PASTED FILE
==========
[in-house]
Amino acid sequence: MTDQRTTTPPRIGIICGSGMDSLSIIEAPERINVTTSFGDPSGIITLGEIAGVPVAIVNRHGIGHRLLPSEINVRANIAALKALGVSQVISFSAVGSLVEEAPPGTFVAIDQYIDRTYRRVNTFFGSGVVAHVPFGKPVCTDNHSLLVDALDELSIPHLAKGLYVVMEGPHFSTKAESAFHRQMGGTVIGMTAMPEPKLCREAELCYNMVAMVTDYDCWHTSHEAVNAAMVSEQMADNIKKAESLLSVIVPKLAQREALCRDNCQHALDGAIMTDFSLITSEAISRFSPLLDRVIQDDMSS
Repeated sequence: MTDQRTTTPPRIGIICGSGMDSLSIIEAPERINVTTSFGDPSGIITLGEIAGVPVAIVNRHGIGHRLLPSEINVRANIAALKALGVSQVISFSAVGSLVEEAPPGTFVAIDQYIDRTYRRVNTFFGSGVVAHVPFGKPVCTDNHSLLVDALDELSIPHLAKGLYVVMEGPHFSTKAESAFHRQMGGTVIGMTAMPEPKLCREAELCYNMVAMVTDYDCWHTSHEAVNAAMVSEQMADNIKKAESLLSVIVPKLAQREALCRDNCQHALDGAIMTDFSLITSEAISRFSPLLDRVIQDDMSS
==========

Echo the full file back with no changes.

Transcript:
[in-house]
Amino acid sequence: MTDQRTTTPPRIGIICGSGMDSLSIIEAPERINVTTSFGDPSGIITLGEIAGVPVAIVNRHGIGHRLLPSEINVRANIAALKALGVSQVISFSAVGSLVEEAPPGTFVAIDQYIDRTYRRVNTFFGSGVVAHVPFGKPVCTDNHSLLVDALDELSIPHLAKGLYVVMEGPHFSTKAESAFHRQMGGTVIGMTAMPEPKLCREAELCYNMVAMVTDYDCWHTSHEAVNAAMVSEQMADNIKKAESLLSVIVPKLAQREALCRDNCQHALDGAIMTDFSLITSEAISRFSPLLDRVIQDDMSS
Repeated sequence: MTDQRTTTPPRIGIICGSGMDSLSIIEAPERINVTTSFGDPSGIITLGEIAGVPVAIVNRHGIGHRLLPSEINVRANIAALKALGVSQVISFSAVGSLVEEAPPGTFVAIDQYIDRTYRRVNTFFGSGVVAHVPFGKPVCTDNHSLLVDALDELSIPHLAKGLYVVMEGPHFSTKAESAFHRQMGGTVIGMTAMPEPKLCREAELCYNMVAMVTDYDCWHTSHEAVNAAMVSEQMADNIKKAESLLSVIVPKLAQREALCRDNCQHALDGAIMTDFSLITSEAISRFSPLLDRVIQDDMSS